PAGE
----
One of the absolute best ways to learn more about a high school is to visit that school. While structured visits (e.g. open houses) are available, scheduling an individual visit for your family might be even more valuable as you consider your options.

So, how do you maximize the impact of that visit? Below is a checklist that can help!

  • Schedule the visit for during the school day if at all possible. Yes, this might be harder to arrange around work schedules, etc., but it is worth it so that you can see the school in action!
  • Take a list of questions. Seriously, take a written list of questions. You’ll be amazed at how easily you might forget to ask those most important questions, and you’ll be sorry if that happens. Admissions directors love when families come prepared, especially when those questions aren’t the ones that you could have answered on your own by reading the brochure or visiting a couple of web pages. Not sure what to ask? Check out our Comprehensive List of High School Search Criteria for a start!
  • Take a tour of campus. This might seem obvious, but specifically ask for it, and allow time for it. Depending on the size of the school, it could take as long as 30-45 minutes in addition to time spent in the admissions office. If your time is limited and/or if you have special areas of interest to you, let the tour guide know.
  • See classrooms in action. Some schools offer parent shadowing days, while others will let you sneak a peek into classrooms while visiting. Yet others offer video samples of classroom instruction. During your tour, though, be sure that you get to see teaching and learning in action.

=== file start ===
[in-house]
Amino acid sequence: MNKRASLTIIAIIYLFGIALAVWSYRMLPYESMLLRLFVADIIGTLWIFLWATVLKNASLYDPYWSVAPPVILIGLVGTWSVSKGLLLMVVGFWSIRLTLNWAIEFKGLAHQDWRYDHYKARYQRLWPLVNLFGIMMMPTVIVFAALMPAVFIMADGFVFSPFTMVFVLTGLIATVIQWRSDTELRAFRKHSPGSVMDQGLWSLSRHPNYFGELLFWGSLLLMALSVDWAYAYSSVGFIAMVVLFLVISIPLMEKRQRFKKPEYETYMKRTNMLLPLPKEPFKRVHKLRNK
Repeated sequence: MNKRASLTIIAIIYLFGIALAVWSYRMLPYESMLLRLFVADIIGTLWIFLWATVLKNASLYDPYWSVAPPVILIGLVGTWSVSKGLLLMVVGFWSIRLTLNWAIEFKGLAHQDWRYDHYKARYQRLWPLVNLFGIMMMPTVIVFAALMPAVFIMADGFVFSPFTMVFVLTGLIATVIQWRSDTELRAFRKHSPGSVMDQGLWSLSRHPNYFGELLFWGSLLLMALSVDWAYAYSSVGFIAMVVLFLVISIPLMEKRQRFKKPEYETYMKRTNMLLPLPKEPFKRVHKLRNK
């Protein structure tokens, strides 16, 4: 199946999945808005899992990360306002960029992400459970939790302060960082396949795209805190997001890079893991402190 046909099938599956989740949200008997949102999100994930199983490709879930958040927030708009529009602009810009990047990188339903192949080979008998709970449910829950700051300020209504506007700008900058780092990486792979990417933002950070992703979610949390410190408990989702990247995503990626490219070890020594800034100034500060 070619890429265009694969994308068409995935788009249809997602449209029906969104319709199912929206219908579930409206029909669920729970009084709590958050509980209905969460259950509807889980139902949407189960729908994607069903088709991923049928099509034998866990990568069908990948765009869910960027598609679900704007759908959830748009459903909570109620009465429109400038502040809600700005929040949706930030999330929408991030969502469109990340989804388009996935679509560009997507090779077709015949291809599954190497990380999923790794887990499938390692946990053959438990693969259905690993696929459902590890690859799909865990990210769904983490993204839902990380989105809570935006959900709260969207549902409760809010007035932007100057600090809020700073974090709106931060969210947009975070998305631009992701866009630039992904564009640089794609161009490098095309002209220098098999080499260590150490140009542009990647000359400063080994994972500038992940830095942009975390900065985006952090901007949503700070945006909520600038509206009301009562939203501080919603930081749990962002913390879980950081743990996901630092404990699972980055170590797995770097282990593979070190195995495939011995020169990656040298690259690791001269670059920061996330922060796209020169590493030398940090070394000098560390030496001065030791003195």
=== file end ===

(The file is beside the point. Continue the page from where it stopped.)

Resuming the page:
• Ask questions of someone other than the admissions office. The admissions staff member knows a lot about the school. In fact, he/she probably can answer nearly every question you ask. But don’t hesitate to ask questions of others you see on campus. Great sources are current students, teachers, and perhaps those parents you see on campus. The admissions office will love seeing this interaction, unless of course the school is nervous about what you might learn!
  • Pay attention to how you are treated. How the school’s receptionist or greeter treats you might tell you a lot about the culture of the school. The interactions with teachers and/or students might do the same. If you ever visit the school unannounced, you will get an even better feel for how you are welcomed as a family.